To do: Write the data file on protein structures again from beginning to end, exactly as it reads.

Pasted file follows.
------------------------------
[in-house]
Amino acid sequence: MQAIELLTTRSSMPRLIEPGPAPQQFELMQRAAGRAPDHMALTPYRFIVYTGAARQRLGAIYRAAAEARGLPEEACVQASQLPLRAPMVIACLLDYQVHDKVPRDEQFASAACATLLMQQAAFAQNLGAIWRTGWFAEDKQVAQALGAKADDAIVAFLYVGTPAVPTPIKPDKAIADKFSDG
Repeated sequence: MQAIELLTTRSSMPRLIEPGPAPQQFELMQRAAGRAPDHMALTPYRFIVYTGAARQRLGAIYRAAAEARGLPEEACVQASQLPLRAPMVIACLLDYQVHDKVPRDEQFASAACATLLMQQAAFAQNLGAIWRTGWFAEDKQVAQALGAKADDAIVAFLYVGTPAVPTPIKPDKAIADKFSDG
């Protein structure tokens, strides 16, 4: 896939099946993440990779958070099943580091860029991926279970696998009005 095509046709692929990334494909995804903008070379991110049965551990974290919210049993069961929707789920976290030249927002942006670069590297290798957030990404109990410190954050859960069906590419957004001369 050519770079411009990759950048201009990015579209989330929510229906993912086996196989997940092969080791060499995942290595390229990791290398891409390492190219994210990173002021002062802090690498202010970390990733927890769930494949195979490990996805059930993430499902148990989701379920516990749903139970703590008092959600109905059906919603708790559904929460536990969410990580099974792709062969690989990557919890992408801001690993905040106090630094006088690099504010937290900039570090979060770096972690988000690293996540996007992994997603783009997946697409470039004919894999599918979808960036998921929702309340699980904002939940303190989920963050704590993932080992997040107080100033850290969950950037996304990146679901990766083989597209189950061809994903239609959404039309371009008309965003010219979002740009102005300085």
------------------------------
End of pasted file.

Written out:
[in-house]
Amino acid sequence: MQAIELLTTRSSMPRLIEPGPAPQQFELMQRAAGRAPDHMALTPYRFIVYTGAARQRLGAIYRAAAEARGLPEEACVQASQLPLRAPMVIACLLDYQVHDKVPRDEQFASAACATLLMQQAAFAQNLGAIWRTGWFAEDKQVAQALGAKADDAIVAFLYVGTPAVPTPIKPDKAIADKFSDG
Repeated sequence: MQAIELLTTRSSMPRLIEPGPAPQQFELMQRAAGRAPDHMALTPYRFIVYTGAARQRLGAIYRAAAEARGLPEEACVQASQLPLRAPMVIACLLDYQVHDKVPRDEQFASAACATLLMQQAAFAQNLGAIWRTGWFAEDKQVAQALGAKADDAIVAFLYVGTPAVPTPIKPDKAIADKFSDG
């Protein structure tokens, strides 16, 4: 896939099946993440990779958070099943580091860029991926279970696998009005 095509046709692929990334494909995804903008070379991110049965551990974290919210049993069961929707789920976290030249927002942006670069590297290798957030990404109990410190954050859960069906590419957004001369 050519770079411009990759950048201009990015579209989330929510229906993912086996196989997940092969080791060499995942290595390229990791290398891409390492190219994210990173002021002062802090690498202010970390990733927890769930494949195979490990996805059930993430499902148990989701379920516990749903139970703590008092959600109905059906919603708790559904929460536990969410990580099974792709062969690989990557919890992408801001690993905040106090630094006088690099504010937290900039570090979060770096972690988000690293996540996007992994997603783009997946697409470039004919894999599918979808960036998921929702309340699980904002939940303190989920963050704590993932080992997040107080100033850290969950950037996304990146679901990766083989597209189950061809994903239609959404039309371009008309965003010219979002740009102005300085």